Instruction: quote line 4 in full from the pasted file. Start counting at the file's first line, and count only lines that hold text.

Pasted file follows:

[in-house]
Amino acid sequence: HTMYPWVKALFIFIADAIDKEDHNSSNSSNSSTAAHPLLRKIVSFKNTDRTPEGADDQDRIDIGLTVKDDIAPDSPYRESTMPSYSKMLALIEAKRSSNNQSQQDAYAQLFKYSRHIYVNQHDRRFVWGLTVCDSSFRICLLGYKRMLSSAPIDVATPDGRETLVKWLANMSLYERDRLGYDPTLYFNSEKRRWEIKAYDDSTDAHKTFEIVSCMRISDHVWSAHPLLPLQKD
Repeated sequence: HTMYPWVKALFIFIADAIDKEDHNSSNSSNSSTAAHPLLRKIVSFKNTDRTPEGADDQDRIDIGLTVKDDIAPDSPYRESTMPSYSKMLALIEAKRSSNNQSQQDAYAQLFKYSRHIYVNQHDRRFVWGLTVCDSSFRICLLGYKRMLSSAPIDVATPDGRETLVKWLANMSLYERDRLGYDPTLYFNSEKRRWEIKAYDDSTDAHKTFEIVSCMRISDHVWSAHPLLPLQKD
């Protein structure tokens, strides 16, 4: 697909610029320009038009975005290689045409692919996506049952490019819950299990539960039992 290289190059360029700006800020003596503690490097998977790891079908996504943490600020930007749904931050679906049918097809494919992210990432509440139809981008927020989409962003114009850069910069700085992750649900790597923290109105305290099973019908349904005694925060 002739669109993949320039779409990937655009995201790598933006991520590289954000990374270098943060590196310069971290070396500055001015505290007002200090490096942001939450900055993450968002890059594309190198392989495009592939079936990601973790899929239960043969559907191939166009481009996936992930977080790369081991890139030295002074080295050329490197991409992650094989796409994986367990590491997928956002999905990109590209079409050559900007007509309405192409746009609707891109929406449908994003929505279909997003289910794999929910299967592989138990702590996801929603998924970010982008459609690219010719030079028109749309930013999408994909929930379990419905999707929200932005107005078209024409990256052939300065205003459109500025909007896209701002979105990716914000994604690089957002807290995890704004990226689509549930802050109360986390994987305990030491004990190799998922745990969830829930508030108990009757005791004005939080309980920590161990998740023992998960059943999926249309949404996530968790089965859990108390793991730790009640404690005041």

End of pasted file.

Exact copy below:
């Protein structure tokens, strides 16, 4: 697909610029320009038009975005290689045409692919996506049952490019819950299990539960039992 290289190059360029700006800020003596503690490097998977790891079908996504943490600020930007749904931050679906049918097809494919992210990432509440139809981008927020989409962003114009850069910069700085992750649900790597923290109105305290099973019908349904005694925060 002739669109993949320039779409990937655009995201790598933006991520590289954000990374270098943060590196310069971290070396500055001015505290007002200090490096942001939450900055993450968002890059594309190198392989495009592939079936990601973790899929239960043969559907191939166009481009996936992930977080790369081991890139030295002074080295050329490197991409992650094989796409994986367990590491997928956002999905990109590209079409050559900007007509309405192409746009609707891109929406449908994003929505279909997003289910794999929910299967592989138990702590996801929603998924970010982008459609690219010719030079028109749309930013999408994909929930379990419905999707929200932005107005078209024409990256052939300065205003459109500025909007896209701002979105990716914000994604690089957002807290995890704004990226689509549930802050109360986390994987305990030491004990190799998922745990969830829930508030108990009757005791004005939080309980920590161990998740023992998960059943999926249309949404996530968790089965859990108390793991730790009640404690005041």